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Re: [ft-devel] non-ascii in String INDEX of CFF opentype table

From: Hin-Tak Leung
Subject: Re: [ft-devel] non-ascii in String INDEX of CFF opentype table
Date: Sun, 31 Jan 2016 06:23:14 +0000 (UTC)

The CFF spec was first drafted in 1996, predates unicode, so really it most 
probably just means ascii - although one of my first serious use of computers 
was on one which does EBCDIC, which was decommissioned only slightly earlier in 
1992, I think; so even ascii may not be assumed - maybe some generic English 
encoding, the printable part.

The non-ascii I found was mostly just the copyright symbol in either Latin1 or 
utf8, plus one of the TexLive font authors put his Scandinavian name in the 
Notice in utf8. I imagine given the choice of his own name escape/hex encoded 
and not readable, or with an ascii readable transliteration, he might choose 
the latter...

On Sun, 31/1/16, Adam Twardoch (List) <address@hidden> wrote:
 This is a quite terrible
 aspect of CFF. The CFF does not define at all what a
 "string" means in context of CFF. But since CFF is
 derived from PostScript Type 1, many think that the
 PostScript strings should be used. 
 PostScript strings are also a bit confusing
 because they require that parantheses are escaped, so
 something like "(c)" should actually be stored as
 "\(c\)". In fact, if you put a single unmatched
 unescaped closing paranthesis into a CFF string (something
 like "Type)Media"), such a font will not print on
 some printers because once converted to Type 1, the closing
 parantheses is interpreted as an early string termination.
 I've even managed to
 fool some tools by putting Type 1 operators after a
 ")" into a CFF string. While meaningless in CFF,
 they did become meaningful once they were embedded as Type 1
 is a PDF or print stream. 
 You could probably even terminate the font,
 execute arbitrary PostScript and start another font this
 way, all using PostScript code hidden after the unmatched
 ")" in a copyright string or so. Fun hacking
 grounds. :) 
 In PostScript
 strings, non-ASCII characters had to be escaped octal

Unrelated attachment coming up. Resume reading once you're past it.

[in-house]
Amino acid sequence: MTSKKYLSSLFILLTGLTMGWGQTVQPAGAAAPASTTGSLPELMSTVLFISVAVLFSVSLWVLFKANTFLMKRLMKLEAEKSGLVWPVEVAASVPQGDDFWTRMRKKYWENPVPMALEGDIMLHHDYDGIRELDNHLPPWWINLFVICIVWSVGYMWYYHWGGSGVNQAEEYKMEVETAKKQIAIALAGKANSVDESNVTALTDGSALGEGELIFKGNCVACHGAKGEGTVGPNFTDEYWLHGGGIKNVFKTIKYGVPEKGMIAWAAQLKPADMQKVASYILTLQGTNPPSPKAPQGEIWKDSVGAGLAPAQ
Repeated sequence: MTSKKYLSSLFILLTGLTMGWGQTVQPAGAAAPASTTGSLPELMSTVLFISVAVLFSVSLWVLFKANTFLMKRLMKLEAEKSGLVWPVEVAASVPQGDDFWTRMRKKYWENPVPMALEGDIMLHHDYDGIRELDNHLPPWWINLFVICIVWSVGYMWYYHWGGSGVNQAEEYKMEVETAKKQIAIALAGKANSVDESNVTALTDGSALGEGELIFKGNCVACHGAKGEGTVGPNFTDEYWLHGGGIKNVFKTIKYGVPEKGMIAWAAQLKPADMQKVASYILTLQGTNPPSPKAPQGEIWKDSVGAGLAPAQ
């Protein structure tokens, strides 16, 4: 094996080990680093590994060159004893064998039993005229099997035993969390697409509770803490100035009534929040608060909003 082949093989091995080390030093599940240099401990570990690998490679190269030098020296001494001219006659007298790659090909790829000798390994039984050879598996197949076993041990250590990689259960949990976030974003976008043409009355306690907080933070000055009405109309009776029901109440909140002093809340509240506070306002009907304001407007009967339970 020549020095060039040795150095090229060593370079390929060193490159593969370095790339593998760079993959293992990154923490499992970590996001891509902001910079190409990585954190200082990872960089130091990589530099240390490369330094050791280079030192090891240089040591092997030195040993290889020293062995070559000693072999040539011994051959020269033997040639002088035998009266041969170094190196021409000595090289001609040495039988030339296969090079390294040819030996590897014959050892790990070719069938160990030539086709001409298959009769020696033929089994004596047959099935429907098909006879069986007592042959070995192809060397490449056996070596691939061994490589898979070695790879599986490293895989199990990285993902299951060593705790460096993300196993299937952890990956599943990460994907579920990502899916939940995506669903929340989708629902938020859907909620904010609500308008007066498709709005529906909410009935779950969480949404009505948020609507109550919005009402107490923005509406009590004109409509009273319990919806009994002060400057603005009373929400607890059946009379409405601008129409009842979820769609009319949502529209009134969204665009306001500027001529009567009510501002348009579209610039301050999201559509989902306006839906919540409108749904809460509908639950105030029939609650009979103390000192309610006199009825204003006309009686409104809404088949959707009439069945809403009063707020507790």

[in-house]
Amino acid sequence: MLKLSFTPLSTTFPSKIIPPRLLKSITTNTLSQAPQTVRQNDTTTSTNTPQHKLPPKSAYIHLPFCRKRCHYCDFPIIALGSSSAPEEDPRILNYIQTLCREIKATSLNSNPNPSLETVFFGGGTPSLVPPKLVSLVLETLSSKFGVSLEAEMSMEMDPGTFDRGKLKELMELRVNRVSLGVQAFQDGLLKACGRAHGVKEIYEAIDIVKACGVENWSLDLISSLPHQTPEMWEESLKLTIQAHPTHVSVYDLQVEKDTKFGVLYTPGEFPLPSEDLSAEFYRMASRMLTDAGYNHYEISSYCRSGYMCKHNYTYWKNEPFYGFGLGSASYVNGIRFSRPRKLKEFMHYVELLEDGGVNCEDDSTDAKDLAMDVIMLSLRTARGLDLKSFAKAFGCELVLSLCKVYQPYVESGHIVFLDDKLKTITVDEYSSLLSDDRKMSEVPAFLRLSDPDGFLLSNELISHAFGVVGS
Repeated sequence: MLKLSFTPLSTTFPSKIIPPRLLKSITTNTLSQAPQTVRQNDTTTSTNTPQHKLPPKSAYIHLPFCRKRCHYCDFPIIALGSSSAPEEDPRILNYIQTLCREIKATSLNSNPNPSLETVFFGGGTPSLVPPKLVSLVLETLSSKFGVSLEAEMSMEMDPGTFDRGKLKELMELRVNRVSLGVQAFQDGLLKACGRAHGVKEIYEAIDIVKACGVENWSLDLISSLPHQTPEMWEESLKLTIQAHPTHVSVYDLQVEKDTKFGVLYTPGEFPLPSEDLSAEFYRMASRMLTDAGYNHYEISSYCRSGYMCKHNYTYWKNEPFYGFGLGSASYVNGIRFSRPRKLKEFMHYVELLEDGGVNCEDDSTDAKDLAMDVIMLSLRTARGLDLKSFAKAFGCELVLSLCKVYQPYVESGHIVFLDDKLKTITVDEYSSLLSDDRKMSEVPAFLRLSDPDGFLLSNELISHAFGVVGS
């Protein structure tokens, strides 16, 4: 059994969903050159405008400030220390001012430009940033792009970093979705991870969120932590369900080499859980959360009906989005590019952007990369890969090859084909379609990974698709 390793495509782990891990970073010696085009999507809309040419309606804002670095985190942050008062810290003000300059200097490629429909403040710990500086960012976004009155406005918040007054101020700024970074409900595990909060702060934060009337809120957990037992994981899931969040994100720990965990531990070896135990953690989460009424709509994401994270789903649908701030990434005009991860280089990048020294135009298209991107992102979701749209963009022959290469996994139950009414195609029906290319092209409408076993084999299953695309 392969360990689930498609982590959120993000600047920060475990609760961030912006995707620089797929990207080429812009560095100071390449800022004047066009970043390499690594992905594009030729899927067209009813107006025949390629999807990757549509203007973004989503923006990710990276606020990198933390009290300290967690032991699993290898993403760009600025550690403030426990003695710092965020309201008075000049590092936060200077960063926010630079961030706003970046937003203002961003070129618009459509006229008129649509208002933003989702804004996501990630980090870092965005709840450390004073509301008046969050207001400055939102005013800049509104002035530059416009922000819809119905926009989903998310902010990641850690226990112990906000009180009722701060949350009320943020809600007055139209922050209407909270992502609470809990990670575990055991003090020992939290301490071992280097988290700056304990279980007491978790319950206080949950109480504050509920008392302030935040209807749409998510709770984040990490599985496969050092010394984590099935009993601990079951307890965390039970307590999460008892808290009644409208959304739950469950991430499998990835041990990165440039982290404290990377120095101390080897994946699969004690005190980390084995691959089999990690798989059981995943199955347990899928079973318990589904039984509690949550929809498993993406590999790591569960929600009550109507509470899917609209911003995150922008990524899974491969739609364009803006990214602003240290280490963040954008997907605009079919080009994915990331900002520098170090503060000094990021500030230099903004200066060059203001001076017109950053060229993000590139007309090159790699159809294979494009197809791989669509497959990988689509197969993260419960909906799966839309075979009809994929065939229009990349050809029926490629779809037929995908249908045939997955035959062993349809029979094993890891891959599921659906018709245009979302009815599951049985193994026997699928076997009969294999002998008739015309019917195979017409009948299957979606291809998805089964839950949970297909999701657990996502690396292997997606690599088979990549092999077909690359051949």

(\ddd), with ISO Latin-1 being the implied encoding for
 those. UTF-8 is not mentioned anywhere. 
 This leads to various tools and font vendors
 using various conventions. I've asked about this a few
 times on the OpenType list but there never was much feedback
 or consensus. 
 One feedback
 from someone at Adobe was that the unescaped copyright
 string encoded as ISO Latin-1 in Adobe’s fonts was a
 I think the
 shared belief at Adobe was that the CFF stings should be
 ASCII-only, with escaped parantheses and octal-escaped
 higher ISO Latin-1. No Unicode. 
 Though I imagine that other types of escapement
 might work, too. It could be UTF-8 with each byte
 octal-escaped. Or it could (?) be just declared that direct
 UTF-8 with parantheses escapement is fine. 
 PostScript string escaping
 Sent from my mobile phone.
 On 31.01.2016, at 03:45, Hin-Tak Leung <address@hidden>
 > (removed a
 few of the SVG related Cc's from previous)
 > Here is another
 comment for discussion and possible inclusion to addendum to
 the opentype spec about CFF, after testing the new CFF
 processing machinery inside the Microsoft Font Validator
 against about 1600 CFF opentype fonts in my hard disk - all
 of fedora linux + mac os 10.9 + win 7 plus misc stash.
 > I found 5 bunch of
 fonts using non-ascii in the String INDEX. Since the CFF
 specs predates unicode, assumption about non-ascii being
 interpreted in utf8 encoding seems presumptuous; also seeing
 as this is part of the postscript technology, non-ascii
 string should be encoded the postscript way I.e. <hex>
 > Anyway, the 5
 are Adobe's Arno* fonts, mozilla's fira* fonts, and
 two groups from TexLive, and a 5th. The non-ascii are used
 only for 'copyright' and 'notice' part of
 the Top DICT on closer look. Adobe uses Latin1 encoding,
 while the others use utf8. I think I 'll add a warning
 that other than those two (which obviously should and can
 contain anything including Klingon), most other use of
 non-ascii (most of the String index seems to be glyph names,
 a lot of unixxxxx) in the String INDEX should be postscript
 hexstring encoded.
 > Any comments?
 > On Tue, 26/1/16, Hin-Tak Leung <address@hidden>
 > ... what
 next - from the newest and latest SVG table, I have
 > turned to having a look at the oldest
 unsupported one - CFF.
 > Microsoft did
 not implement any CFF checking at all, mostly
 > I guess due to their (past?) limitation of
 the MS renderer's
 > capability. Since
 we gained a Freetype-based backend in
 autumn, just before it went MIT, that limitation is no
 > longer the case. I have already added CFF
 table processing
 > to extract the
 Postscript dictionaries and data structures,
 > and there is also the beginning of a new
 tool called
 > "CFFInfo" - a
 complete lack of imagination in naming - which
 > allows a power user (currently that means
 just me...) to
 > manually examines the
 Postscript dictionaries and data
 structures in the CFF table of an open type font, just
 > the DSIGInfo and SVGInfo tools.
 When CFFInfo matures, I'll
 > push it
 out. Actually checking Postscript dictionaries
 > within the font validator, in an automated
 manner, seems a
 > rather large and
 daunting task. Obviously Adobe would be an
 > interesting party to approach to see if
 they can commission
 > the work, so please
 forward if appropriate.  
 > Freetype-devel mailing list
 > address@hidden

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